Night stay in lodges at Tera and Nakhtrana.

Day 10-11: Little Rann of Kutch

After spending three days in Great Rann of Kutch, we head towards Dasada on the edge of Little Rann of Kutch for two nights stay. Although austere and barren looking land like the Great Rann with almost no landmarks, Little Rann is rich in birds and other wildlife. During winters wetlands are teeming with waterfowl. The area is also rich in larks and wheatears. The Little Rann is well known for Indian Wild Ass and we will surely encounter these attractive mammals which once freely roamed on the plains of north-west India but are now confined to the Little Rann. We will look for the wintering MacQueen’s Bustard, Wooly-necked Stork, Sarus and Common Crane, endangered Dalmatian Pelican, the little known and rare Syke’s Nightjar, Greater Hoopoe Lark, Indian Courser and Yellow-wattled Lapwing.

Night stay at a wildlife camp at Dasada or Zainabad

Day 12: Drive to Ahmadabad and flight to Mumbai

Today morning we leave Dasada/ Zainabad and drive to Ahmadabad, the old capital of Gujarat and one of the biggest textile centres of India and take a short flight to Mumbai to connect to our international flight.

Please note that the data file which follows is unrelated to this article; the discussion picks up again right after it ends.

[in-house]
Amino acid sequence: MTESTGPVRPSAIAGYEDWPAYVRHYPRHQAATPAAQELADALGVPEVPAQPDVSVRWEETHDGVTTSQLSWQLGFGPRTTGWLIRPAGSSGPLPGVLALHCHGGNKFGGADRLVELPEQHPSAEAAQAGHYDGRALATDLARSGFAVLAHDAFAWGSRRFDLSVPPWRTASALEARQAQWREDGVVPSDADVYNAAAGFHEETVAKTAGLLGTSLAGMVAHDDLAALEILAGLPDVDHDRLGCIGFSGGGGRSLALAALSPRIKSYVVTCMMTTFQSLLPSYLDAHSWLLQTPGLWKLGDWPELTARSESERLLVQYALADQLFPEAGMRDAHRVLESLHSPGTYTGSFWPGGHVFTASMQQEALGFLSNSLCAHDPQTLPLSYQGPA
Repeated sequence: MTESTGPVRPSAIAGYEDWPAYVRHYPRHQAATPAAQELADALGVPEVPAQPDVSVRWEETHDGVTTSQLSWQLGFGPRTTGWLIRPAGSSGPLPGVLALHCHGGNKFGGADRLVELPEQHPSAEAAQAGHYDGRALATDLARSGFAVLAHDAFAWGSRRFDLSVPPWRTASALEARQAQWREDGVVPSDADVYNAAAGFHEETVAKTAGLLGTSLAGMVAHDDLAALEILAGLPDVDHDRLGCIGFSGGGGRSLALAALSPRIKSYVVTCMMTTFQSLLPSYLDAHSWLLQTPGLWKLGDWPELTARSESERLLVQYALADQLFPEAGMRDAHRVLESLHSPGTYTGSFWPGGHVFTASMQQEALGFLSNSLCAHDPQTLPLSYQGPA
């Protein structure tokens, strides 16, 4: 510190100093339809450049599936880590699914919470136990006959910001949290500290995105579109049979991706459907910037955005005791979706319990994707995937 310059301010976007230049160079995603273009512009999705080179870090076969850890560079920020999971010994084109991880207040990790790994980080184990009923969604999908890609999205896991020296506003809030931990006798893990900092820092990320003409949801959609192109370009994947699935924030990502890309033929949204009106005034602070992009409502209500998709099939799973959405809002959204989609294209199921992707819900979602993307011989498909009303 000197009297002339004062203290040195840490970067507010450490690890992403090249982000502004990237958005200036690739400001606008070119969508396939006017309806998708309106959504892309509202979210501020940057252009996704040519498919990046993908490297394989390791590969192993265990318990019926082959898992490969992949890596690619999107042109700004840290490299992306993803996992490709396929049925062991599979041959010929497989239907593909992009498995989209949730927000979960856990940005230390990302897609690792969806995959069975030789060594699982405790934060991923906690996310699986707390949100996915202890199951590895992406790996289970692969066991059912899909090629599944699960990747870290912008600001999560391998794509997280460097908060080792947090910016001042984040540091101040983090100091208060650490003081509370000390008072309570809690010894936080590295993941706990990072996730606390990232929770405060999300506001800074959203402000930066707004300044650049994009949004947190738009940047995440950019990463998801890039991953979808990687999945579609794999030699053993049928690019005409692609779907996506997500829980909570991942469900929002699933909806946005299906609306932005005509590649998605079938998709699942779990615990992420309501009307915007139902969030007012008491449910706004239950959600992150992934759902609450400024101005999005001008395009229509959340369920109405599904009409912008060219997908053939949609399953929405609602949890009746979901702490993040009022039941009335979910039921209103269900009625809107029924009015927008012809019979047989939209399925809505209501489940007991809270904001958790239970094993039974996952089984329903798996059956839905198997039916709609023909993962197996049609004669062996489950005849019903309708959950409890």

We will be using mix of comfortable city hotels, luxury camps, jungle lodges and wherever unavoidable, basic but neat and clean lodges.


Domestic flights from Mumbai to Bhavnagar and from Ahmadabad to Mumbai and road transport is by small coach or car but in some areas jeep is also used. Easy walks in the field.


Typically the winter is dry and sunny in this part of India and it is cool to warm although early mornings can be cold. Rain is uncommon.


Photographic opportunities are good overall. On this tour confiding birds, good lighting and preponderance of open spaces makes photography easy.


The tour can be extended for three or four nights beyond Ahmadabad to Melaghat Tiger Reserve in Maharashtra to see the rare Forest Owlet or to the Desert National Park in the state of Rajasthan to see species like Cream-coloured Courser, Black-crowned Sparrow Lark, Desert Warbler and Trumpeter Finch.

Demoiselle Crane
Eurasian Roller
Greater Flamingo
Indian Courser
Isabelline Wheatear
Marshal's Iora
Ruddy Turnstone
Rufous-tailed Lark
Syke's Nightjar
Baya Weaver
Trumpeter Finch
Great Indian Bustard
Laggar Falcon
Grey Hypocolius
Desert Fox
Asiatic Wild Ass